Since contemporary universities, being complex and big organizations, operate in highly competitive settings, and the pressure on resources is strong, the importance of effective planning and management of universities is increasing (Taylor & Miroiu, 2002). The need for exploring the future and encouraging broad discussion to guide educational policy and decision-making has become critical for higher education managers (Mahshi, 2013). Management of an educational organization, being aimed at its improvement, is carried out in a strategic planning framework (Fiddler, 2002). Strategic management of a present university is closely linked with the strategic planning process in the context of accomplishing competitive advantage in the global education market (Stukalina, 2017). Different industries (areas) are characterized by different competitive environments; investigating the external and internal environment and selecting suitable strategies are the main components of strategy formulation (Hill, Schilling & Jones, 2016). Management of an academia takes place in a “specific social, economic and educational context”, which should be taken into consideration for handling fast and multiple changes that characterizes modern society; consequently, a proactive approach linked with the longer-term perspective and regular scanning of the external environment is especially important for strategic management in education (Bush & Coleman, 2000).
Strategy is holistic and interactive (White, 2004), so the complex pattern of various contributing influences forms determines the decisions made by education managers (Stukalina, 2013). Reacting to the emerging challenges that are associated with the highly competitive international education market, university managers should re-evaluate their previous strategies by lining up with both present-day and future realities (Stukalina, 2017). Each decision made by managers involves considering the future (Mintzberg, 1994; White, 2004). As said by Hill et al. (2016), managers plan not only within the context of the current competitive environment, but within the context of the future competitive environment. From the holistic point of view, educational managers must analyse several perspectives in the context of supporting continuous quality improvement (Stukalina, 2010). As the environmental situation of a university reflects both the external environment of competitors and economic conditions and the internal environment, the strategic plans based on the environmental analysis reflects the internal view of the university in its approach and its priorities (Hinton, 2012).
Organizations scan their environment for identifying the external forces of change in order to generate operational responses for improving their position in the future (Choo, 2001). Information gathered by means of the environmental scan gives education managers a common understanding of main trends (driving forces) for the future, so that they would be able to create a vision and broad strategic goals integrated in their strategy; this way, the environmental scan sets the basis for the discussions about the organizational future (Hinton, 2012). The most dominant forces, having the major impact on the internal organizational environment, will outline the organizational strategy; their analysis includes the following steps: identifying them and then measuring the effect they may have on the corresponding area (Thompson & Strickland, 2003). Managers should also categorize these driving forces as being either major or minor determinants (ibid.).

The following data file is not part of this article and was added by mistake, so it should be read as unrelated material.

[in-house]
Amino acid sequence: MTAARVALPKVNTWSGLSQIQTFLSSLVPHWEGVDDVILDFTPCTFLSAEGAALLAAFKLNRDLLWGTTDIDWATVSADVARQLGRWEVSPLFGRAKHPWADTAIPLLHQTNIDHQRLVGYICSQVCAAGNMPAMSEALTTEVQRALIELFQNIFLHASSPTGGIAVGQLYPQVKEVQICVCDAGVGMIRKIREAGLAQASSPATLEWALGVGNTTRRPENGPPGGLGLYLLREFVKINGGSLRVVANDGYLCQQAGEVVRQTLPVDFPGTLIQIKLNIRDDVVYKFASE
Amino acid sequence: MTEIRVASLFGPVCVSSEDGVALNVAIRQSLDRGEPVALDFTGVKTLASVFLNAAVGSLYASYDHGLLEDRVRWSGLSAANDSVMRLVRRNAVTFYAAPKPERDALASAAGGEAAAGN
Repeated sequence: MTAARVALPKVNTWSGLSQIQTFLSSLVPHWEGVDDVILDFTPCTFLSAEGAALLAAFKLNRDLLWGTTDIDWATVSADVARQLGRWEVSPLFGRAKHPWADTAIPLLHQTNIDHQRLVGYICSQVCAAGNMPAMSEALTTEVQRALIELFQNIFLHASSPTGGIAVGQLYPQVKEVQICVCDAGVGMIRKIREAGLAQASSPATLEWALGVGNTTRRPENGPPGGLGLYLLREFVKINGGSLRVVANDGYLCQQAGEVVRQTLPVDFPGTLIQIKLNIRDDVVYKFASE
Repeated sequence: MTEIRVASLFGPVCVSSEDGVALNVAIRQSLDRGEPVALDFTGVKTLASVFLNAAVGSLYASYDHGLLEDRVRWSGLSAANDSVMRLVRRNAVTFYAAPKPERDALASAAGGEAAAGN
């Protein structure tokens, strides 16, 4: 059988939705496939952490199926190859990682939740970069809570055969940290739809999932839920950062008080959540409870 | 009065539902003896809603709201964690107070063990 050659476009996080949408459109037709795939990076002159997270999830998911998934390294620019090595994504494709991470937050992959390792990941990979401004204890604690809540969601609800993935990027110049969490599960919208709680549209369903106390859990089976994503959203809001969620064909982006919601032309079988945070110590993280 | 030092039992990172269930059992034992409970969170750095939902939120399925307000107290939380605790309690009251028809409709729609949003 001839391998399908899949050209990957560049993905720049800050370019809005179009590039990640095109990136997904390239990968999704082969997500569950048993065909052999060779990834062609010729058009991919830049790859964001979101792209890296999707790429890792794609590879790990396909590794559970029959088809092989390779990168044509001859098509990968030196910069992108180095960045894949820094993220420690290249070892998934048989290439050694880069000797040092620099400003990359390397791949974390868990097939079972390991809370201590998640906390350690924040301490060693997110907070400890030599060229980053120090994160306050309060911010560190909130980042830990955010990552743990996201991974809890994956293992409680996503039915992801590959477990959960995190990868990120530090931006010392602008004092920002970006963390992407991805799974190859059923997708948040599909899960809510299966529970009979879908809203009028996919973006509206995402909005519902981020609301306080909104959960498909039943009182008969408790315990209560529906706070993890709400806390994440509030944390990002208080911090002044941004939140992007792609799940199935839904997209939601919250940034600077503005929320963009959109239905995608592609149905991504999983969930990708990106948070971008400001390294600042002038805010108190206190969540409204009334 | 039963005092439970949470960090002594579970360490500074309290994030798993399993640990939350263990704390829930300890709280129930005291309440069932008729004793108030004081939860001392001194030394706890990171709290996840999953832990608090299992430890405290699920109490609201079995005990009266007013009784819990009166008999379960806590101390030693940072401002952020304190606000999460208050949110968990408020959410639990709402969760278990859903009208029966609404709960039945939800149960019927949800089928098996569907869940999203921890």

In view of the above, “detecting”, describing and assessing the main dominant trends (forces of change) in the field of higher education would be a very important analytical task of university policy-makers responsible for a comprehensive strategy development and implementation in terms of enhancing the university’s international competitiveness.
This paper is based on secondary sources of research used to facilitate the discussion of the given topic. In the paper, the analysis of theoretical literature in the field of both strategic educational and management is used. In the paper, a review of the official OECD and EU documents on the main issues associated with recent developments in global higher education is also provided.
The author has selected the most significant documents related to the topic under discussion. Although not a full list, these documents offer knowledge of the complex forces shaping international higher education, and understanding of the factors that may follow predictable patterns and have a potentially persistent influence on the field. The review of some important documents identifying major trends in international higher education also aims at suggesting new research directions in the area of higher education management in the context of creating a competitive strategy of a contemporary university.
The documents analysed in this section provide an overview of the main changes, challenges and developments in higher education worldwide and within the European Higher Education Area. They identify a few essential trends having an impact on how higher education is perceived and delivered now and in the years ahead. Describing the context, in which strategic decisions in a modern university are made, these documents can be used for guiding and supporting education policy-makers in developing competitive strategies, management plans, and relevant institutional practices and procedures.